On 1 July 1918, at 7.10pm, a catastrophic explosion tore through the National Shell Filling Factory at Chilwell, Nottinghamshire.
The blast killed 134 workers and injured 250 – the biggest loss of life from a single accidental explosion during the First World War.
Eight tons of TNT had detonated without warning, flattening large parts of the plant and damaging properties within a three mile area. The colossal blast was heard 30 miles away.
Eye witness, Lottie Martin, a worker at the factory, later recalled: ‘…Men, women and young people burnt, practically all their clothing burnt, torn and disheveled. Their faces black and charred, some bleeding with limbs torn off, eyes and hair literally gone…’
Rapid action by the Works Manager, Arthur Bristowe – who tipped burning TNT from conveyor belt trays – prevented a further 15 tons of TNT being detonated by the spreading fires. In under half an hour the fires were under control and emergency services from across the region were arriving. Despite the workers’ extreme shock and the terrible destruction, repairs were swiftly carried out overnight enabling some of the next morning’s day-shift to start work again.
The Home Office Committee of Enquiry published its report into the explosion on 7 August 1918. The police undertook a separate investigation into suspected sabotage. Neither enquiry could conclusively identify the cause of the explosion.
The ‘Shell Scandal’ broke in May 1915, when the Times and the Daily Mail alleged that there were not enough high explosive shells to overcome the superior German firepower on the Western Front and that too many were defective.
Two months later, the Munitions of War Act was passed which included powers for the government to create National Factories to speed up and control production of ordnance. Factory No.6 at Chilwell was one, opening February 1916 for the filling of large calibre high explosive shells with TNT.
Ministry of Munitions
The vast factory, which covered 194 acres (78 hectares), and eventually had 7,500 workers, was set up by Viscount Godfrey Chetwynd at the instigation of David Lloyd George, then head of the newly formed Ministry of Munitions. Chetwynd, who came from the automobile industry, had no prior experience of explosives production. He was a maverick and self-publicist who loathed red tape. He demanded, and got, a free hand to design and create the factory without bureaucratic interference.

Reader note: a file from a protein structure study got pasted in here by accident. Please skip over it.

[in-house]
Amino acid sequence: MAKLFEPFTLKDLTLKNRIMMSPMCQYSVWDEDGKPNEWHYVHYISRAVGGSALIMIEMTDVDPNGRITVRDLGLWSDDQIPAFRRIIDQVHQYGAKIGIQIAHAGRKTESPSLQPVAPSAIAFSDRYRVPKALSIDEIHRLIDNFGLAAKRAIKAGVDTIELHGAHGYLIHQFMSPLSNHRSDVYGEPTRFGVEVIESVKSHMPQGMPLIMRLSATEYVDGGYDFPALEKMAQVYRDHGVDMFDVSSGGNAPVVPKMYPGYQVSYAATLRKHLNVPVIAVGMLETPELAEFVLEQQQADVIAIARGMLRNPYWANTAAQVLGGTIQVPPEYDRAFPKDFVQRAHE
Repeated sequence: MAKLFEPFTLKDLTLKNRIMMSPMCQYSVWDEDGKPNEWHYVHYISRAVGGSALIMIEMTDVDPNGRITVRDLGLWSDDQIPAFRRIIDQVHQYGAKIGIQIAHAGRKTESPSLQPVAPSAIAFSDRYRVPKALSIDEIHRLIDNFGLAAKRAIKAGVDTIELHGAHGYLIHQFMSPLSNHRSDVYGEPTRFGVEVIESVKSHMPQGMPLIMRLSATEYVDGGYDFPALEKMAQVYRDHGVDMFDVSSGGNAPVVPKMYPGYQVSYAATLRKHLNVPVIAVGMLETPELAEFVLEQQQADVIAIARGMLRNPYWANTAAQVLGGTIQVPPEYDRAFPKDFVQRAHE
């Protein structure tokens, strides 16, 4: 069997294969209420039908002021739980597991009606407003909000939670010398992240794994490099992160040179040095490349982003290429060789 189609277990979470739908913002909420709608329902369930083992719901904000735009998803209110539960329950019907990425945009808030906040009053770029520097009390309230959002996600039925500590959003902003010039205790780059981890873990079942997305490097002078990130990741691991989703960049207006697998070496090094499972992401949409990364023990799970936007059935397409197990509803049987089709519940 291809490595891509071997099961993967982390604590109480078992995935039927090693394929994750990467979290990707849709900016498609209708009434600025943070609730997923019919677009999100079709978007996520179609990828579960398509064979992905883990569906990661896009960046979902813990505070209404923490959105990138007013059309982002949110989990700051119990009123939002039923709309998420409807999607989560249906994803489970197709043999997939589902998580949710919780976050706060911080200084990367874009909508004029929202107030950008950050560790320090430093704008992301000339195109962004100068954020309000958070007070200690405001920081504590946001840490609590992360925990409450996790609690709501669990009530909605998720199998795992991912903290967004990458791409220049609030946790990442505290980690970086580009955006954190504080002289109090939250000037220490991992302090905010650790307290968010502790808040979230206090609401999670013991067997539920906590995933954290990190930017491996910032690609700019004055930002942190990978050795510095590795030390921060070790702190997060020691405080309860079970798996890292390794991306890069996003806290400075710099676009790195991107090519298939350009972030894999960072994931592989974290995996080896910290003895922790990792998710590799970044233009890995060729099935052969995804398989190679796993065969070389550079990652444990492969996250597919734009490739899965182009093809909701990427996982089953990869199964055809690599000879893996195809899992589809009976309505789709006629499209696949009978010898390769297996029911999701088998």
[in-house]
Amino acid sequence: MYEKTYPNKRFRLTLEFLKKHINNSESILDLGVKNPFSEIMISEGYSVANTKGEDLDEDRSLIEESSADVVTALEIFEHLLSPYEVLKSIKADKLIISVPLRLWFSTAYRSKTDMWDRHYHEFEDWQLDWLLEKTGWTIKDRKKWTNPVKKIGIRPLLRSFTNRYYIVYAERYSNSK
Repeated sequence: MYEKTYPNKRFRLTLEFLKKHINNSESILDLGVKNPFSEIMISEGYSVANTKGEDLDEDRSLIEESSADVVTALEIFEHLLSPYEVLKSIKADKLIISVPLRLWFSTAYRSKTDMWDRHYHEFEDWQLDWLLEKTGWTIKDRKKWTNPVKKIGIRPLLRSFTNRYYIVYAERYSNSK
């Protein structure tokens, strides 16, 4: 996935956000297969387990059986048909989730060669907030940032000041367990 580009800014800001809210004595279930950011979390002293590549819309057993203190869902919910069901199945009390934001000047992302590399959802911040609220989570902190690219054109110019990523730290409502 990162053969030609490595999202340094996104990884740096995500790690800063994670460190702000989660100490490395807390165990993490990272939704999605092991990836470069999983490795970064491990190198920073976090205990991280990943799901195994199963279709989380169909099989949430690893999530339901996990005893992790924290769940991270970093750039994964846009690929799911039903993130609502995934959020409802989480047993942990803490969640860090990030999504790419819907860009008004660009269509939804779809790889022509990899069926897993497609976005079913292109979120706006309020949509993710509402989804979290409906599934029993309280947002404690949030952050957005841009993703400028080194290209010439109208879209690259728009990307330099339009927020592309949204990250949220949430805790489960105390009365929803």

Chetwynd chose the site at Chilwell because it had good rail and road links, was conveniently located between the raw material producers of the north and the supply ports of the south, and could draw on the under-employed workers of the local textile industries. Against convention, he adapted existing machinery – for coal crushing, stone pulverising, sugar sifting – to prepare the ingredients for making TNT.
In keeping with his individualist nature, Chetwynd literally stamped his mark on the factory with the distinctive, self-devised crossed C’s of the Chilwell crest, adding the Royal Crown to imply a royal association with the government-owned factory.
Within a few months of the factory’s opening, it had filled a major proportion of the large calibre shells used during the Battle of the Somme (1 July – 18 November 1916). On the first day alone 250,000 shells were fired by British guns.
Women made up a large part of the workforce at the Chilwell factory.
They were nick-named ‘canaries’, as handling TNT could stain skin yellow. Some even gave birth to yellow babies.
Toxic jaundice was dangerous and 106 women died from it during the course of the war. As the potentially lethal effects of filling high explosive shells became better understood, munitions workers were issued with overalls, masks and caps to mitigate the dangers, along with washing facilities and good food.
High explosive shell production
Despite the devastation of the explosion, the Chilwell factory became the most productive shell filling factory of the war. Just two months after the fatal blast, the factory filled 275,327 shells in one week, – a record number. By the end of the war it had produced more than 19 million shells – over half the total British shells fired on the Western Front – along with thousands of mines and bombs.
Of the 134 dead, 25 were women. Only 32 of the fatalities could be positively identified. The victims were buried in a series of mass graves at the parish church, a short distance from the factory complex.
This concrete memorial, flanked by actual shell casings, was built where the explosion was thought to have occurred. It commemorates not only the 134 workers killed in explosion, but also others who lost their lives at the factory in earlier accidents. It is unusual in that, beneath Viscount Chetwynd’s crest, the inscription not only carries the names of the dead, but in addition lists the achievements of the factory.
A memorial bed was also endowed in Nottingham General Hospital in the name of Chilwell Munitions Workers.
Works Manager, Arthur Bristowe, was presented with the Edward Medal (the industry equivalent of the George Cross) for his heroism, and twelve of the factory’s workers – eight men and four women – received the British Empire Medal for acts of bravery.
Written by Nicky Hughes.